Pat Barker (1943– ). Among the greatest living practitioners of historical fiction, celebrated for the Regeneration trilogy (1991–1995), a series of novels set during the First World War. Born in Yorkshire, Barker was raised by her maternal grandparents. Her grandmother worked in a fish-and-chips shop, and her grandfather, a veteran of World War I, was a laborer. She was educated at the London School of Economics and worked as a teacher before devoting herself to writing. Inspired by a creative writing course with the novelist Angela Carter (1940–1992), Barker began to explore the realities of working-class life, eventually producing such novels as Union Street (1982) and Blow Your House Down (1984). She turned to historical fiction in Regeneration (1991), a novel focused on the wartime experience of poet Siegfried Sassoon (1886–1967). The next two novels in the trilogy are The Eye in the Door (1993) and The Ghost Road (1995), a work that earned her the Booker Prize in 1995 for the best full-length novel written by a citizen of the British Commonwealth. Barker’s novels are known for their vivid accounts of war and for their interest in issues of class, sexuality, and psychology.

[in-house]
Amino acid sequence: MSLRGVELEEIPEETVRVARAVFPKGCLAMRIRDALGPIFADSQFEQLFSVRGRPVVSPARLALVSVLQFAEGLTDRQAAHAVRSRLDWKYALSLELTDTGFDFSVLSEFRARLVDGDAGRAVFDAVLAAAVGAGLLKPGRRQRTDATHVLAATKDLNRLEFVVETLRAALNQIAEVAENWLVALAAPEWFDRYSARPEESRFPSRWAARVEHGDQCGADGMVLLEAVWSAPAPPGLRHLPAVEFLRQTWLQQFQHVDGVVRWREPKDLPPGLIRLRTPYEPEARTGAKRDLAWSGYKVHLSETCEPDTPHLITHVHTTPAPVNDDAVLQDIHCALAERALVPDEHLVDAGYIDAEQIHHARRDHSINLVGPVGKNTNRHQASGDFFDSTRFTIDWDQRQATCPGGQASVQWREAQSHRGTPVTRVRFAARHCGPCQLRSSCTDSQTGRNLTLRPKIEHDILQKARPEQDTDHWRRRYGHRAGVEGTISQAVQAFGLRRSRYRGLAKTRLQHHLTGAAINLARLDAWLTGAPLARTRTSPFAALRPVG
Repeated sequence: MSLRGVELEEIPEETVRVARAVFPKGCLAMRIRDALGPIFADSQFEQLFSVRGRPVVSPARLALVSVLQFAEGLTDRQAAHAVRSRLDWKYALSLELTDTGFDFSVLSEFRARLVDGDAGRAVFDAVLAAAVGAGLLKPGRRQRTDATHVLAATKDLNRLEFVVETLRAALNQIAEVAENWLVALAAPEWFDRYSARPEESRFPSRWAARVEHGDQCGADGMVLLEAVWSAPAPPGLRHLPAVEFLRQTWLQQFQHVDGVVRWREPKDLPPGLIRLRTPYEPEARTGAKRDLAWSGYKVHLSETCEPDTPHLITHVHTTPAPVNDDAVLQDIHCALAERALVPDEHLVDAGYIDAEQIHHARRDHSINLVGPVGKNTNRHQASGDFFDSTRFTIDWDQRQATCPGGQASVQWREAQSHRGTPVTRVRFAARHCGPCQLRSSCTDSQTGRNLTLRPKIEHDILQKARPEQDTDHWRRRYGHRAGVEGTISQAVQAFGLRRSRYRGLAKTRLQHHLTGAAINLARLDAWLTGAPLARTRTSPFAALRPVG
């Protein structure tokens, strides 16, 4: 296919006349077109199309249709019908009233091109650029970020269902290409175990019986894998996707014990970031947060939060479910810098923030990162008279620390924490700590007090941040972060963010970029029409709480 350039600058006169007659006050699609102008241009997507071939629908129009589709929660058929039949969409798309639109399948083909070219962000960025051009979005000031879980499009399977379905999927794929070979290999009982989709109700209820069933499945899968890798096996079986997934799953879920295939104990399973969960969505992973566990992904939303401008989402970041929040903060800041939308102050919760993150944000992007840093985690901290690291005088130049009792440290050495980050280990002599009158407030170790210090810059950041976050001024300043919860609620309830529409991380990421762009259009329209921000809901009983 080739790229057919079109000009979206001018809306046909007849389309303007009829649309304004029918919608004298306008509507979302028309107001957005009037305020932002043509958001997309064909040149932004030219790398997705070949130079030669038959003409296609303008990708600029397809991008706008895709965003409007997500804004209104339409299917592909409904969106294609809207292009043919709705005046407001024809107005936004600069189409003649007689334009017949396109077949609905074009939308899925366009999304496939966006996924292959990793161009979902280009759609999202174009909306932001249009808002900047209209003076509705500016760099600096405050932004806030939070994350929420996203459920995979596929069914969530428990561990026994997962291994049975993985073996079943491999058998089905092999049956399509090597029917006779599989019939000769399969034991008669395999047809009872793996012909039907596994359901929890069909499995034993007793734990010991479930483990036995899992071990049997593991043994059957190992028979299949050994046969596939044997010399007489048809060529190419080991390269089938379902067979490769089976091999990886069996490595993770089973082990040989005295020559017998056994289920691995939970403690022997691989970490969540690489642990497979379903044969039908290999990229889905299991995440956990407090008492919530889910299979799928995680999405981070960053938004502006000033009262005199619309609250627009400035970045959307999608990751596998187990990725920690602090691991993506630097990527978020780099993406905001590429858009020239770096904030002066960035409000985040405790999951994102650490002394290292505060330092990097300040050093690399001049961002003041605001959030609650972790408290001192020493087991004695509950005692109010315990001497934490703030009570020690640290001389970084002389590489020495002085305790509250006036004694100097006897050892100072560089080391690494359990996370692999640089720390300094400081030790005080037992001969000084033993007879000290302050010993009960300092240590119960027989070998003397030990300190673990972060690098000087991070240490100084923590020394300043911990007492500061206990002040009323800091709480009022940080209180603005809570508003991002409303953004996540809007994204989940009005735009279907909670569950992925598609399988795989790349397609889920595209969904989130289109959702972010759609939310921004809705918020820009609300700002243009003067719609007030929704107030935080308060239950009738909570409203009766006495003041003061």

[Courtesy: Professor Timothy Spurgin]